The Front Row View: Sunrise

The Front Row View is a regular column by Great Stories contributor Jim Cannizzaro.  He is a veteran community theater leading man, seasoned blogger, movie enthusiast, and family man.


{Editor’s Note:  Originally published in a different forum on January 1, 2015)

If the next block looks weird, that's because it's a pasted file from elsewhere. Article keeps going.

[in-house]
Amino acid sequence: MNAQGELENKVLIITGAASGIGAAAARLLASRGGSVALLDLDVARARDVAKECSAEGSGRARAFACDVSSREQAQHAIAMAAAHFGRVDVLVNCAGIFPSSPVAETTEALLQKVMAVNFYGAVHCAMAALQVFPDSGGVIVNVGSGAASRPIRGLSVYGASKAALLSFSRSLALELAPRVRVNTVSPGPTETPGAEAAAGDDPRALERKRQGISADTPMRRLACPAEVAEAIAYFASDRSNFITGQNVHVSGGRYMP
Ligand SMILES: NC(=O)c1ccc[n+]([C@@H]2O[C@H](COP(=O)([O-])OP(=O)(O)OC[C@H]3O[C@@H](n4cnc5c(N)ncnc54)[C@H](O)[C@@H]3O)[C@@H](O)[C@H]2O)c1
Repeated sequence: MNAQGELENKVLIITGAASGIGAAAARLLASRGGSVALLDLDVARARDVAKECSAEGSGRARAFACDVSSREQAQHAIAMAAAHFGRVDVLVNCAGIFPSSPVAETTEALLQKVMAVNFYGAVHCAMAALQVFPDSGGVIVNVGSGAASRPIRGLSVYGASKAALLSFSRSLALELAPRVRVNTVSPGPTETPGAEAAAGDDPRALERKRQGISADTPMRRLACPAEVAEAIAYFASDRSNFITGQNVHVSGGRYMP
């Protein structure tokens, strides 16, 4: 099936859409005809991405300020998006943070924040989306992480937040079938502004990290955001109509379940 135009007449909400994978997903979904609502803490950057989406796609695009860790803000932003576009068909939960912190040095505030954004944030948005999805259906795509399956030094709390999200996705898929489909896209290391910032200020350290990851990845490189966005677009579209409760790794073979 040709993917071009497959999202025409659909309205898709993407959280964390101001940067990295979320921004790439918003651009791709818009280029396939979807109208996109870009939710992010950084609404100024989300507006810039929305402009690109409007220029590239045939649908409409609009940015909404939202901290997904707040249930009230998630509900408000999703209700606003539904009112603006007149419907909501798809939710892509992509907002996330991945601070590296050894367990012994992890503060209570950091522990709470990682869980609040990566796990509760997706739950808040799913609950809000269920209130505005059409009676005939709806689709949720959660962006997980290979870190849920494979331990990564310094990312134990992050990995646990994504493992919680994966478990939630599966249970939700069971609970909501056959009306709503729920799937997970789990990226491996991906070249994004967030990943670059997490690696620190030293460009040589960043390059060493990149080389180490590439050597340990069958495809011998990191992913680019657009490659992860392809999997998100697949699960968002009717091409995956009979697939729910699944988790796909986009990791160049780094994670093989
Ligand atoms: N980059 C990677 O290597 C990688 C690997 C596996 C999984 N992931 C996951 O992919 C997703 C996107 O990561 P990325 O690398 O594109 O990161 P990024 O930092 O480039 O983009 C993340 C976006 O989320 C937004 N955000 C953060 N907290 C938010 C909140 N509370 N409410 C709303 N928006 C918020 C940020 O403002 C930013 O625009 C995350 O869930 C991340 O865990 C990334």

It’s New Year’s Day, and what better way to start the new year than with a viewing of German director F.W. Murnau’s 1928 silent masterpiece Sunrise? A young farmer is tempted by a visiting woman from the city to murder his wife and run off with her. He almost does it, then has a change of heart and realizes how much he loves his wife. They end up taking a trip into the nearby city. Both are astounded by the marvels that the city has to offer. The simple story isn’t the attraction. What is is the style in which the movie was made. Murnau was a student of German Expressionism, and much of the movie is designed in this fashion. Bizarre camera angles, off-kilter and dramatic lighting, as well as wondrous imagery give the movie a fairy tale quality that makes it one of the most beautiful black and white films ever made. The young farmer’s seduction under a full moon, as well as the young couple’s journey to the city are marvels to behold. Janet Gaynor took the very first Academy Award for Best Actress for this film. The movie itself won a special Academy Award for most “Unique and Artistic Picture.” A highly recommended journey into one of the great dream worlds that the movies have given us.


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